Anyway, I didn’t ask how the squirrels were removed. Later Darlene said they may have been sucked out of the ground with big vacuum cleaners.

Anyway, that cleared up the mystery of the missing squirrels.

Thursday, May 31, 2012

Fowls at Malheur

Fowls by the dozens dipped up tasty tidbits in the grassy lakes, ponds and swamps along roadsides south of Burns, Or.

We saw ibises, avocets, black-necked stilts, curlews, grebes, egrets, herons, and pelicans.

And diving Caspian terns and swallows nipped bugs from the water’s surface and from the air.

Darlene, Nora the Schnauzer and I enjoyed the Malheur area during our trip to see the Alvord Desert. We spent three days (May 14-16) there during a spring bird migration.

Sure, we occasionally met someone who lamented missing the “white geese and the owls” of the spring’s earlier days. We, however, saw too many colorful critters to feel deprived.

We had left home on a Monday before 7 a.m. We arrived at the junction with Highway 26 from Vale, a mile from Burns, too early to check into the Best Western.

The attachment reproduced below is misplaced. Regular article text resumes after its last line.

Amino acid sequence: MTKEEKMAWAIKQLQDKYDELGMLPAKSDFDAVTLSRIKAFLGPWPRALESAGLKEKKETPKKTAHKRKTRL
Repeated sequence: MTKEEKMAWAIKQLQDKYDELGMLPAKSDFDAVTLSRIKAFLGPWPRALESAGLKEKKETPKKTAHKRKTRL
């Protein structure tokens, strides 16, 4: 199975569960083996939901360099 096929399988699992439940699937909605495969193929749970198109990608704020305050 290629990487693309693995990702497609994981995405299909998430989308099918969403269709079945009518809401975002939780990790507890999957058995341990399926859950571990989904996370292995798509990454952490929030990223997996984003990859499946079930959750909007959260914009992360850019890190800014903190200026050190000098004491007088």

So, we crossed Highway 26 and continued south toward the refuge headquarters. Two miles after crossing a ridge called Wrights Point (see If You Go below), we saw about 30 antelope.

Darlene counted 27 or 31. I ogled them. Nora huffed and puffed at them.

Then, along roadside patches of weedy water, I huffed and puffed as I practiced wing-shooting with the big lens at egrets, brown Ibises and Caspian Terns. Of course I took potshots at the grubbers strutting on stilts at the edges of Malheur and Mud lakes near The Narrows on 205.

Then at the refuge headquarters we saw yellow-headed and red-winged blackbirds and the Belding ground squirrels, called sage rats and hunted big-time by guided shooters because of their costly damage to alfalfa fields (Google: Oregon sage rat hunting).

And a dozen intense hummingbirds sucked at a pair of feeders. Hooked, I spent an hour snapping shots of hovering hummers and posing rats.

Before we left for Burns, one perky bluebird, a lazuli bunting, posed on a wire cage around a tree near the headquarters building.

Then I acquired another ton of images on the way to check into the Burns-Hines Ryan and Rory Inn.

On the way Darlene spotted an antelope elder with trophy horns. I drove down a side road for a closer view of the elder relaxing with his cud.